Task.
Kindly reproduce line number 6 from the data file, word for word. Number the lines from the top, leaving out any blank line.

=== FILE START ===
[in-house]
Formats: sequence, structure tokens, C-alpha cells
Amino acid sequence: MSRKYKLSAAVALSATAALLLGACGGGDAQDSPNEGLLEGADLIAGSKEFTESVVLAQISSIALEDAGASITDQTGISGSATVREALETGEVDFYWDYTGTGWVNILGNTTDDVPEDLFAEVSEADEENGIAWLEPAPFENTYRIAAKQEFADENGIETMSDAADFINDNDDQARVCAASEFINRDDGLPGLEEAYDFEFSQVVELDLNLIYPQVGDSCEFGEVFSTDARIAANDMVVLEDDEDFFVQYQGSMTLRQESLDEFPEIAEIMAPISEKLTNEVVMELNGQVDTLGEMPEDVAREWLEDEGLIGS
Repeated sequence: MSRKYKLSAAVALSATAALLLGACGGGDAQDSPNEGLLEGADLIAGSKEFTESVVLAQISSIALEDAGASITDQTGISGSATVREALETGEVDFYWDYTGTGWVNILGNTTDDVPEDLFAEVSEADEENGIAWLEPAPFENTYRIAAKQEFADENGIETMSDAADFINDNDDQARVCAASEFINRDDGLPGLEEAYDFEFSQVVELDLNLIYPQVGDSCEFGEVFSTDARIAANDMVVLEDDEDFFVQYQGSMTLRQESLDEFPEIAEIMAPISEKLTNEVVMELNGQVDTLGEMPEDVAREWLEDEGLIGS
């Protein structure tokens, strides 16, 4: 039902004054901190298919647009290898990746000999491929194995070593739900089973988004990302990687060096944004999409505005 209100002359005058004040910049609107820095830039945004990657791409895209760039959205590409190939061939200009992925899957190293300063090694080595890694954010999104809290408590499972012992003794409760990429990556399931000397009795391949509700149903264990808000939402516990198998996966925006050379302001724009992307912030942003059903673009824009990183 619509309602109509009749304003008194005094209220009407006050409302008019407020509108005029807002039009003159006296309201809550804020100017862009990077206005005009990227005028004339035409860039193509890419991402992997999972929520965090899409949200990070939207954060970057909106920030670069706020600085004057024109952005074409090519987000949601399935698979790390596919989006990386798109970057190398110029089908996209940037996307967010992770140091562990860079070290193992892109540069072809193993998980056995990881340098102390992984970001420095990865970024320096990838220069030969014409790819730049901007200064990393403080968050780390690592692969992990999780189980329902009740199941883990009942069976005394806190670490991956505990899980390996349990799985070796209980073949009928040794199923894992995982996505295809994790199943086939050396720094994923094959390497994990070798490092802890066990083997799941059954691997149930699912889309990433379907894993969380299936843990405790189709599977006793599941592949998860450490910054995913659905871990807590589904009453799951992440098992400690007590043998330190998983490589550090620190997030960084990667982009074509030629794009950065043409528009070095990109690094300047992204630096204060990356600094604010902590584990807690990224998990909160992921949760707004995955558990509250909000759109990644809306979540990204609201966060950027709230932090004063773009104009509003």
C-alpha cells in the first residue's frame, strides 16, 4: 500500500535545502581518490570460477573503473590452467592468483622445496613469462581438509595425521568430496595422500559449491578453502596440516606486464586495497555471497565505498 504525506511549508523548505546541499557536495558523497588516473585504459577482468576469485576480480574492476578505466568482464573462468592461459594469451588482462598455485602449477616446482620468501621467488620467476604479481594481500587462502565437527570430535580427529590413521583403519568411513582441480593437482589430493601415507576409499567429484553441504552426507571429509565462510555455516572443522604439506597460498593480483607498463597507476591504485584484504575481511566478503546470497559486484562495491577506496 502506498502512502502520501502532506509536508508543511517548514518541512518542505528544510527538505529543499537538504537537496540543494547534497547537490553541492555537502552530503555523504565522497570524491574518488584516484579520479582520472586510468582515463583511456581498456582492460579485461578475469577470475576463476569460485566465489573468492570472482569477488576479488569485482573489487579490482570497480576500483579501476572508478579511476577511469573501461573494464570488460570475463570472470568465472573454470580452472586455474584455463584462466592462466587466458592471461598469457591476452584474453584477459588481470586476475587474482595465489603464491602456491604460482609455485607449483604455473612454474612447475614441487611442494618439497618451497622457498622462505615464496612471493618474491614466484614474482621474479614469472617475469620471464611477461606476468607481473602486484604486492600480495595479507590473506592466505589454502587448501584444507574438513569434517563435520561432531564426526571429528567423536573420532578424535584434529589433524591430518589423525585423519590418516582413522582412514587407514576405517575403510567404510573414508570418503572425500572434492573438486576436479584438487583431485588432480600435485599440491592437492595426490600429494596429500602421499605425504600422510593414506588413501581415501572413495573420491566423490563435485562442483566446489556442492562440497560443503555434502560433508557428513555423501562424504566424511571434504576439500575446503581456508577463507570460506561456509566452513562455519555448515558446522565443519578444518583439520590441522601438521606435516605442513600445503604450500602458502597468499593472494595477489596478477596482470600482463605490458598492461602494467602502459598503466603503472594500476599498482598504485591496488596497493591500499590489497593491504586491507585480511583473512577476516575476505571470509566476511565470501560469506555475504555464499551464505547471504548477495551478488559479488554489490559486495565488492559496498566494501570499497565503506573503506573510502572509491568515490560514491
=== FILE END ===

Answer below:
C-alpha cells in the first residue's frame, strides 16, 4: 500500500535545502581518490570460477573503473590452467592468483622445496613469462581438509595425521568430496595422500559449491578453502596440516606486464586495497555471497565505498 504525506511549508523548505546541499557536495558523497588516473585504459577482468576469485576480480574492476578505466568482464573462468592461459594469451588482462598455485602449477616446482620468501621467488620467476604479481594481500587462502565437527570430535580427529590413521583403519568411513582441480593437482589430493601415507576409499567429484553441504552426507571429509565462510555455516572443522604439506597460498593480483607498463597507476591504485584484504575481511566478503546470497559486484562495491577506496 502506498502512502502520501502532506509536508508543511517548514518541512518542505528544510527538505529543499537538504537537496540543494547534497547537490553541492555537502552530503555523504565522497570524491574518488584516484579520479582520472586510468582515463583511456581498456582492460579485461578475469577470475576463476569460485566465489573468492570472482569477488576479488569485482573489487579490482570497480576500483579501476572508478579511476577511469573501461573494464570488460570475463570472470568465472573454470580452472586455474584455463584462466592462466587466458592471461598469457591476452584474453584477459588481470586476475587474482595465489603464491602456491604460482609455485607449483604455473612454474612447475614441487611442494618439497618451497622457498622462505615464496612471493618474491614466484614474482621474479614469472617475469620471464611477461606476468607481473602486484604486492600480495595479507590473506592466505589454502587448501584444507574438513569434517563435520561432531564426526571429528567423536573420532578424535584434529589433524591430518589423525585423519590418516582413522582412514587407514576405517575403510567404510573414508570418503572425500572434492573438486576436479584438487583431485588432480600435485599440491592437492595426490600429494596429500602421499605425504600422510593414506588413501581415501572413495573420491566423490563435485562442483566446489556442492562440497560443503555434502560433508557428513555423501562424504566424511571434504576439500575446503581456508577463507570460506561456509566452513562455519555448515558446522565443519578444518583439520590441522601438521606435516605442513600445503604450500602458502597468499593472494595477489596478477596482470600482463605490458598492461602494467602502459598503466603503472594500476599498482598504485591496488596497493591500499590489497593491504586491507585480511583473512577476516575476505571470509566476511565470501560469506555475504555464499551464505547471504548477495551478488559479488554489490559486495565488492559496498566494501570499497565503506573503506573510502572509491568515490560514491